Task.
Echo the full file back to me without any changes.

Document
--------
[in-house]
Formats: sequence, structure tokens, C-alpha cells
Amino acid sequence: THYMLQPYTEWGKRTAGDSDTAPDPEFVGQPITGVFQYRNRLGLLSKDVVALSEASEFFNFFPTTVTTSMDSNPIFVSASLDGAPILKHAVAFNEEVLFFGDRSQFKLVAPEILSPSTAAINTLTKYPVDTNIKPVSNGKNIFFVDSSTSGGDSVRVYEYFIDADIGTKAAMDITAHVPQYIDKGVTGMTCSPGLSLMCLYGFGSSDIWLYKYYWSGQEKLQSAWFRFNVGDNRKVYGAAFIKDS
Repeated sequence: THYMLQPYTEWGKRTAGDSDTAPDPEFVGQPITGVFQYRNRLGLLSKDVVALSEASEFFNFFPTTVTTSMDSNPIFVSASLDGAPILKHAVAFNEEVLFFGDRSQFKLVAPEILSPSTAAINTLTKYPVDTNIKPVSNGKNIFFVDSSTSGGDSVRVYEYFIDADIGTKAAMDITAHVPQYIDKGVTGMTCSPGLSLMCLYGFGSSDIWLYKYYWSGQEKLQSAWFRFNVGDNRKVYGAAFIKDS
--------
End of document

[in-house]
Formats: sequence, structure tokens, C-alpha cells
Amino acid sequence: THYMLQPYTEWGKRTAGDSDTAPDPEFVGQPITGVFQYRNRLGLLSKDVVALSEASEFFNFFPTTVTTSMDSNPIFVSASLDGAPILKHAVAFNEEVLFFGDRSQFKLVAPEILSPSTAAINTLTKYPVDTNIKPVSNGKNIFFVDSSTSGGDSVRVYEYFIDADIGTKAAMDITAHVPQYIDKGVTGMTCSPGLSLMCLYGFGSSDIWLYKYYWSGQEKLQSAWFRFNVGDNRKVYGAAFIKDS
Repeated sequence: THYMLQPYTEWGKRTAGDSDTAPDPEFVGQPITGVFQYRNRLGLLSKDVVALSEASEFFNFFPTTVTTSMDSNPIFVSASLDGAPILKHAVAFNEEVLFFGDRSQFKLVAPEILSPSTAAINTLTKYPVDTNIKPVSNGKNIFFVDSSTSGGDSVRVYEYFIDADIGTKAAMDITAHVPQYIDKGVTGMTCSPGLSLMCLYGFGSSDIWLYKYYWSGQEKLQSAWFRFNVGDNRKVYGAAFIKDS